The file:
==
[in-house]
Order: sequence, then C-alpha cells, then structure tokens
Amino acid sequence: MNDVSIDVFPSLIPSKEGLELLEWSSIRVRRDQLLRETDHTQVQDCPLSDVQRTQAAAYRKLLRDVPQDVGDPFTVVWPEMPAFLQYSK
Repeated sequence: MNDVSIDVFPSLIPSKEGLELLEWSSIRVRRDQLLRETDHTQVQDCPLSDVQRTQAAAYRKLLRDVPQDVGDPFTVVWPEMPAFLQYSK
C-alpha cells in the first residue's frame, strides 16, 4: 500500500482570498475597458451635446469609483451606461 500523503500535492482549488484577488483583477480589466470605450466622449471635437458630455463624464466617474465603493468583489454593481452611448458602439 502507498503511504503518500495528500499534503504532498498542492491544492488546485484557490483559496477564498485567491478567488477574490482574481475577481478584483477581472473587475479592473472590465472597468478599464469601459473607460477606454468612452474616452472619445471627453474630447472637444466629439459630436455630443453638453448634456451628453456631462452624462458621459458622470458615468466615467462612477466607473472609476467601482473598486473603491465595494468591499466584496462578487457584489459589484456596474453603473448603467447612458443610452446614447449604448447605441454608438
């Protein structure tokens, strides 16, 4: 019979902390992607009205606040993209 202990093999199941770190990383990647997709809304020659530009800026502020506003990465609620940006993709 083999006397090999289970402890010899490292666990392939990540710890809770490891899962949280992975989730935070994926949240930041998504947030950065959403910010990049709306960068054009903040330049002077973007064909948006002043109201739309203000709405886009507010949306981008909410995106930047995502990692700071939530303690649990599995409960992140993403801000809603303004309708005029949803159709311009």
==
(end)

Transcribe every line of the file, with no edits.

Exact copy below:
[in-house]
Order: sequence, then C-alpha cells, then structure tokens
Amino acid sequence: MNDVSIDVFPSLIPSKEGLELLEWSSIRVRRDQLLRETDHTQVQDCPLSDVQRTQAAAYRKLLRDVPQDVGDPFTVVWPEMPAFLQYSK
Repeated sequence: MNDVSIDVFPSLIPSKEGLELLEWSSIRVRRDQLLRETDHTQVQDCPLSDVQRTQAAAYRKLLRDVPQDVGDPFTVVWPEMPAFLQYSK
C-alpha cells in the first residue's frame, strides 16, 4: 500500500482570498475597458451635446469609483451606461 500523503500535492482549488484577488483583477480589466470605450466622449471635437458630455463624464466617474465603493468583489454593481452611448458602439 502507498503511504503518500495528500499534503504532498498542492491544492488546485484557490483559496477564498485567491478567488477574490482574481475577481478584483477581472473587475479592473472590465472597468478599464469601459473607460477606454468612452474616452472619445471627453474630447472637444466629439459630436455630443453638453448634456451628453456631462452624462458621459458622470458615468466615467462612477466607473472609476467601482473598486473603491465595494468591499466584496462578487457584489459589484456596474453603473448603467447612458443610452446614447449604448447605441454608438
């Protein structure tokens, strides 16, 4: 019979902390992607009205606040993209 202990093999199941770190990383990647997709809304020659530009800026502020506003990465609620940006993709 083999006397090999289970402890010899490292666990392939990540710890809770490891899962949280992975989730935070994926949240930041998504947030950065959403910010990049709306960068054009903040330049002077973007064909948006002043109201739309203000709405886009507010949306981008909410995106930047995502990692700071939530303690649990599995409960992140993403801000809603303004309708005029949803159709311009």